02 September 2011

I wonder how many people have used the title "Goodnight, Irene" for blog posts this week?

Last weekend was the hurricane weekend, and I figured in NEPA there wouldn't be much of a problem. Some rain, sure. Lots of it, I thought. So Saturday night we rented a movie from Redbox and watched it, or more accurately our son watched it, while I put our daughter to bed and fell asleep doing so and my wife fell asleep supposedly watching the movie. When my wife and I woke up in the middle of the night, the wind was up. I remembered to tie down the patio umbrella and shuffled off to bed.

Sunday when we woke up, we had no power. Not the biggest deal, as we've been there before, but something of an inconvenience. Maybe more so than you'd think.

No power at our country abode means no water after a few flushes of toilets and brushes of teeth -- forget a shower -- because we're on well water. No electricity means no well pump. So we were quickly following the "if it's yellow..." rule.

One of the trees that had contributed to the power outage happened to be lying across our driveway, so that was impassable, which wasn't actually a problem for us. In fact, we didn't fret much over it, since we couldn't get to our cars anyway. They were in the detached garage that has no entry point except the automatic garage doors.

It was all so brilliant.

One of the doors has a keyhole that supposedly would detach the door from the automatic opener chain, but I'm not very confident in that device given how much slack is in the line and the force I know it requires to detach the doors from the chains. Anyway, I couldn't find the key. I know it was in a little dish, the sort of thing you're supposed to use to put peanuts or cashews in if you're having friends over for bridge, or maybe the sort of thing you throw hardly used keys, safety pins, random buttons, and pennies into.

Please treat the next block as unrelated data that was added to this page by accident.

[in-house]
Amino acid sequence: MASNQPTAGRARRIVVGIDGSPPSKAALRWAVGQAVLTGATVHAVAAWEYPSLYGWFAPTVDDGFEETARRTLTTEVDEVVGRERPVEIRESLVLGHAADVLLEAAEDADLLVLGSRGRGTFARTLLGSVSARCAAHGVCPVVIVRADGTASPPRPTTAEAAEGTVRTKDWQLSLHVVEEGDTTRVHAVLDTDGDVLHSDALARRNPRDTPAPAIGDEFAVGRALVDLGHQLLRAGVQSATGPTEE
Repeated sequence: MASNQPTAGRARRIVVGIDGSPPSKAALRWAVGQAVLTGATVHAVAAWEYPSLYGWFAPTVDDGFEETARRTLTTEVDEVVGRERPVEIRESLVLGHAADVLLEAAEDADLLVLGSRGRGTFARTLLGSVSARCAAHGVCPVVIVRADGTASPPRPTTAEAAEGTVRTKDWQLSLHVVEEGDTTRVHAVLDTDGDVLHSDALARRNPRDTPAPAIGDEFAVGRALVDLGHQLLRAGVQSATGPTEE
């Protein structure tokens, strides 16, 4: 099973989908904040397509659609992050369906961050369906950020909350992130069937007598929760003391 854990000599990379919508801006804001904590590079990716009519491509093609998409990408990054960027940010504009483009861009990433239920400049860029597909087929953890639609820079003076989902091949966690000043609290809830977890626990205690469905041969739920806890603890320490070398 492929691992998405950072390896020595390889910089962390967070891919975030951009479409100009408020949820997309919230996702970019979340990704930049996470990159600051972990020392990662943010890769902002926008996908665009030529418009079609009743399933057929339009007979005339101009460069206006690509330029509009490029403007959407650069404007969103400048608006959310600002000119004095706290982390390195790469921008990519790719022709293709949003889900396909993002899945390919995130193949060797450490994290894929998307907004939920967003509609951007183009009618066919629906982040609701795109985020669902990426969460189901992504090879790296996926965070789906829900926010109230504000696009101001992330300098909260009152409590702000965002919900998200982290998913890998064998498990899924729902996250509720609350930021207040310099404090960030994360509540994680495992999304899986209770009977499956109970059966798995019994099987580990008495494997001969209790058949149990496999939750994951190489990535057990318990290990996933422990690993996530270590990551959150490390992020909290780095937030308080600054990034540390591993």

Couldn't find it. Still haven't found it.

So the cars were trapped. All rechargeable devices were losing power, but luckily we still have a land line. We called the power company who weren't overly impressed with the fact that one of their lines was stretched tight under one of the downed trees in our yard, or that we weren't only without power but also without water and with no means to go out and get some. When they did finally show up Sunday night, after we'd used the land line to call Domino's Pizza (all other pizza establishments nearby having lost power as well), they restored power without checking the line to our house.

It's too bad, really, since the ground had snapped on the line to our house. The resulting power surge fried anything we had connected to 220 or 240 volt plugs: clothes dryer, wall oven, and range. It also fried all of our clock radios, several power strips, and oddly enough nearly every lamp we had purchased at Ikea.

We didn't find out these items were fried until an electrician came out on Monday to fix the line, and I won't go into the details of how the power company claimed they were killing the line and how the electrician found out the line wasn't dead at all, but needless to say even though power has been restored to the house, without an oven or a clothes dryer, you're still not in great shape. Also the refrigerator appears to have been damaged by the surge: it's cooling off the food that remains, but its exterior is extremely hot to the touch.

The garage, meanwhile, remains without power, since a tree had actually taken out the electrical mast. However, the electrician hooked a generator up to the panel long enough for us to operate the garage doors and get the cars out. I also took the opportunity to release a door from the chain so we can access the garage until electricity is restored. Another friend brought over a gas powered chainsaw (mine is electric), and it didn't take long to clear the driveway.

In one year I'm going to have plenty of firewood.

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